by, 23rd May 2009 at 03:16 PM (5541 Views)
I've been playing around with this for a while. I must say as an OS - I like it! It feels somewhat uncomplicated compared to other *nix's.
Today I'm going for a fresh install of NetBSD 5 and see what I can get out of it. Wish me luck!
Nice and simple - VMWare Fusion 2.x (whatever the latest is). 1 Core (from a 2.16Ghz Core Duo) and 768mb Ram. Hard Drive is 15Gb pre allocated.
A word on the hard drive. I've noticed with previous install attempts that NetBSD does not like expanding hard drives so you must pre-allocate the space. The other thing NetBSD doesn't like is Sun's VirtualBox.
Fairly straight forward process. The .iso maps to Fusions virtual CD drive and is auto booting. NetBSD, as with most 'real *nix's' (sorry Linux guys) uses a simple text based installation.
The first choice is the intallation type. I always opt for the 'Custom Installation' Option. I typically chose the following options:
- Kernel (GENERIC)
- System (/etc)
- Compiler Tools
- Online Manual Pages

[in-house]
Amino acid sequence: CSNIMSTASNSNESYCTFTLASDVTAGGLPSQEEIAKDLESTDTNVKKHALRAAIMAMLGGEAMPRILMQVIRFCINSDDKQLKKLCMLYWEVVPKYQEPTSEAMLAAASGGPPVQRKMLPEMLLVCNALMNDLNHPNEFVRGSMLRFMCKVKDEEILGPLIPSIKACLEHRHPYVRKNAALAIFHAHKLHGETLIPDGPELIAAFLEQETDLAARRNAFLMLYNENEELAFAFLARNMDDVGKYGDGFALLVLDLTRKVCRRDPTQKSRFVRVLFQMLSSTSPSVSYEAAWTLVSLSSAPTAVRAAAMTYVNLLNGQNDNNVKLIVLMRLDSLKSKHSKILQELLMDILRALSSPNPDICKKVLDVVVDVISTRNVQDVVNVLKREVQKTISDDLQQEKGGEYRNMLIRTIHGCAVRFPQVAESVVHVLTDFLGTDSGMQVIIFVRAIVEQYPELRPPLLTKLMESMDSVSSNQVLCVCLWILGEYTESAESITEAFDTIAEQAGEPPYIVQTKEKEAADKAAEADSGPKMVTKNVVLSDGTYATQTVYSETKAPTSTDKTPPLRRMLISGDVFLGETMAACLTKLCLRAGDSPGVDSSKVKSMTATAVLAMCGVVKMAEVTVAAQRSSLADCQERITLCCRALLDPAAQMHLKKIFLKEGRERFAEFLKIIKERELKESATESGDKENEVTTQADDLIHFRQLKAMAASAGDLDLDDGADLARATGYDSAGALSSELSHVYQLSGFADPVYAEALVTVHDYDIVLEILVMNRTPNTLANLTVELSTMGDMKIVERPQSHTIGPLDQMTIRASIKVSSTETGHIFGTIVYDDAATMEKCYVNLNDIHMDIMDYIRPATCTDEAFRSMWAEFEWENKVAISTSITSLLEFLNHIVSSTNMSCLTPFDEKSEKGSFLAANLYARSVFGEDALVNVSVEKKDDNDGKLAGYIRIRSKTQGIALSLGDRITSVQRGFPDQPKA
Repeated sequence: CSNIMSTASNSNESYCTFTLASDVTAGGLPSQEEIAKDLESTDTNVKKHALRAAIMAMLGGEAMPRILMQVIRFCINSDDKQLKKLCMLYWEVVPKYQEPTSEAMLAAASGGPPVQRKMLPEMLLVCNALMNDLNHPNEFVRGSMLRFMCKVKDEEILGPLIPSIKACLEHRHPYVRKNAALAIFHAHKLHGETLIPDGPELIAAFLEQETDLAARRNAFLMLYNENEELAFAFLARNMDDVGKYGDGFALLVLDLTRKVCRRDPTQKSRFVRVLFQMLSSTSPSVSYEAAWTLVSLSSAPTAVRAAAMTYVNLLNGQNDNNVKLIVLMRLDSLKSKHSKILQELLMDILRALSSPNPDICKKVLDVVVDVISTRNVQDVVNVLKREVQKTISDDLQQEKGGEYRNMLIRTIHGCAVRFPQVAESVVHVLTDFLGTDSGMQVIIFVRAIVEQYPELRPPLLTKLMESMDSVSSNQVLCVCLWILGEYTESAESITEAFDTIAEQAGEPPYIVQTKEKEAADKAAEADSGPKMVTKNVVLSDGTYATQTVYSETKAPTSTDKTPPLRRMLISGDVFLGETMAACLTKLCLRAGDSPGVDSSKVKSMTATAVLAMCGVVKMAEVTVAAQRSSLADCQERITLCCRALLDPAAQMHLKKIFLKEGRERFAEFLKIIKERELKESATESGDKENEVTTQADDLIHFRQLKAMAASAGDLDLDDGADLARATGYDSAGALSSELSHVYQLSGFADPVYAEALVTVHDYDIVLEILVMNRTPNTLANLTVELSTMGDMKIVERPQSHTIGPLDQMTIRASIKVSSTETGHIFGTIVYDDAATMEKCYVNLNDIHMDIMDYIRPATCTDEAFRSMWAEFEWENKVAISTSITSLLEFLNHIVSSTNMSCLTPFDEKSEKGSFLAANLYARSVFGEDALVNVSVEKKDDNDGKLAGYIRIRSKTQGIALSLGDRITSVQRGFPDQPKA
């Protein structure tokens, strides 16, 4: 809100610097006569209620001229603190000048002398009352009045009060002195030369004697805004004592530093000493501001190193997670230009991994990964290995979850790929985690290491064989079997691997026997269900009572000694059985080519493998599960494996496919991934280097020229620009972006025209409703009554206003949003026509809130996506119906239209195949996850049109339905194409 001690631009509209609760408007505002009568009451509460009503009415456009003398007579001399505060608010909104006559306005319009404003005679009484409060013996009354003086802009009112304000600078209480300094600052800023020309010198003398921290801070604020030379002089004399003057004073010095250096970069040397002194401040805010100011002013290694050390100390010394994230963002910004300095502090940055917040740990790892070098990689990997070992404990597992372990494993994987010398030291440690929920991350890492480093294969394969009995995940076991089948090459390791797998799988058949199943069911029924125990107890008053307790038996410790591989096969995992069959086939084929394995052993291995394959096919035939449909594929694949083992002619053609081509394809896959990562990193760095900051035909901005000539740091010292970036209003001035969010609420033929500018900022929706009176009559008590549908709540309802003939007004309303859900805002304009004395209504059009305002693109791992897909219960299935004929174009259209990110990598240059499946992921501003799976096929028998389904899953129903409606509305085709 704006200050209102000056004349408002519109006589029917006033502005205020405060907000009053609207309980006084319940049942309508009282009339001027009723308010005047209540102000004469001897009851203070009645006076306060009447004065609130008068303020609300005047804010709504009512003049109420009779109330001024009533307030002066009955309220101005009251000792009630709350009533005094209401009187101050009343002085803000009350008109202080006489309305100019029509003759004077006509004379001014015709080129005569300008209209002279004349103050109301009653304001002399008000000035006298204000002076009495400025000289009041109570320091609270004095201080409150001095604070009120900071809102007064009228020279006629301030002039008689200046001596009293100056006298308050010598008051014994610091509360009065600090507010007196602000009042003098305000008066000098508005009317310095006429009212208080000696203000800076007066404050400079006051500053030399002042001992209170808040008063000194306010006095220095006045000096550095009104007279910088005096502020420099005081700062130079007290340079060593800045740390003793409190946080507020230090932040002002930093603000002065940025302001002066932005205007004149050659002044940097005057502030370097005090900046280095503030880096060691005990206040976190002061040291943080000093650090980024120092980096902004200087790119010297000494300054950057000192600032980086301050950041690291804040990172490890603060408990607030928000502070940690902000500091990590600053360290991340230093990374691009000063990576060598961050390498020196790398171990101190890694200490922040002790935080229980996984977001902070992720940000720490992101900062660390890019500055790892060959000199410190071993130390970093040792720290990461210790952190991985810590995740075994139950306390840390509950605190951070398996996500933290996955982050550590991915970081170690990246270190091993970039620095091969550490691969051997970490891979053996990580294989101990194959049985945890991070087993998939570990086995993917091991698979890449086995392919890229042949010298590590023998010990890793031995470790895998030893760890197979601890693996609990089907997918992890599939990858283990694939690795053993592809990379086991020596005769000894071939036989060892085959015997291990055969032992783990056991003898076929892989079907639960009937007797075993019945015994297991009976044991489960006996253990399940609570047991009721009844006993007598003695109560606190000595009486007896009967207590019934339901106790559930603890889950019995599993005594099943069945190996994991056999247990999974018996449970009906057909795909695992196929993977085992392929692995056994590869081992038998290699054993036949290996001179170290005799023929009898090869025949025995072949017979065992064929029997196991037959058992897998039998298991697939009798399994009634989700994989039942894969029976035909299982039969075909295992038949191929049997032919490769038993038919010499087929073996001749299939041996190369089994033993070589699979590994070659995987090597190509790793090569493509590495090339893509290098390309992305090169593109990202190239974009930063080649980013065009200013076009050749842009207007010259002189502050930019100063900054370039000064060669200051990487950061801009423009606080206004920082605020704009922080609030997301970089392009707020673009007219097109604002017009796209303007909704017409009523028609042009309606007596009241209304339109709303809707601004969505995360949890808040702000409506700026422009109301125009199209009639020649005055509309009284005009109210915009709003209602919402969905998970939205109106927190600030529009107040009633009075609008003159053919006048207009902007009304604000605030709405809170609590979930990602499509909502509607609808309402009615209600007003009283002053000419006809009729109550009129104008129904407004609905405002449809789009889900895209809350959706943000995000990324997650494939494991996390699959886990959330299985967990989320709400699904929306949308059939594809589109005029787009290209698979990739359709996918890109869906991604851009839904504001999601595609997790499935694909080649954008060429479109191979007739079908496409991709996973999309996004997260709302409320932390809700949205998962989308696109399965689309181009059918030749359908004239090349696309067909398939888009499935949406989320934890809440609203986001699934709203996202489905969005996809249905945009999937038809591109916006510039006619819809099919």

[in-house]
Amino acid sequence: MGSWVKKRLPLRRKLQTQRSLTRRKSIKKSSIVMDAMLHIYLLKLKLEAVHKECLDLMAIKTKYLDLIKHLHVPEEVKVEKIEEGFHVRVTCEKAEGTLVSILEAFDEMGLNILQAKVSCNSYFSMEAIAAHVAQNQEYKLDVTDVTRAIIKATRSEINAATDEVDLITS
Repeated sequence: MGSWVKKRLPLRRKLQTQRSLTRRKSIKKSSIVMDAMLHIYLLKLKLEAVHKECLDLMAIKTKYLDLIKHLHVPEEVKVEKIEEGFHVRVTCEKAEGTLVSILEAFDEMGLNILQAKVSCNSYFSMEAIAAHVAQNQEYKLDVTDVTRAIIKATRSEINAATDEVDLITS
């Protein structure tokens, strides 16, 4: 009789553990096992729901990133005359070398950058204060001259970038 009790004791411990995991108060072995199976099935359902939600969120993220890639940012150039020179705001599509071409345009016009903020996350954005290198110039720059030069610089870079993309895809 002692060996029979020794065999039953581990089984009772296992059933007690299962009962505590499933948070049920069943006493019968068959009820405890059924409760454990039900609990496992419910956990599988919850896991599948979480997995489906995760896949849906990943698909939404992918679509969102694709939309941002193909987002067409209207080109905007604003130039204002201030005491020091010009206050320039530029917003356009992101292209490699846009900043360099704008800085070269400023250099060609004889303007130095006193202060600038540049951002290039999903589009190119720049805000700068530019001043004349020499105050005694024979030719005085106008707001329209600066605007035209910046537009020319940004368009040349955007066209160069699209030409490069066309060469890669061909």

- X11 Sets - ALL
The rest is not installed. Anything I need I can grab from the package collection later.
Going through the menus NetBSD detects most things just fine. Drive geometry, use entire disk, etc. Just remember to 'set partitions' rather than 'use default' as the default seems to be no partitions(?). From the 'set partitions' screen I tend to just leave the defaults as displayed and continue the installation.
v5 Installation seems a lot lot quicker than v4. It appears that the developers have combined all the elements of each package (Kernel, System, Base, etc) in to their own single archive (eg. kernel.tgz, system.tgz, etc) rather than have separate archives for each individual program that makes up a given package (gcc.tgz, xorg.tgz, etc).
The result is fewer files to copy from CD to hard drive and fewer files to unpack and thus a much quicker install.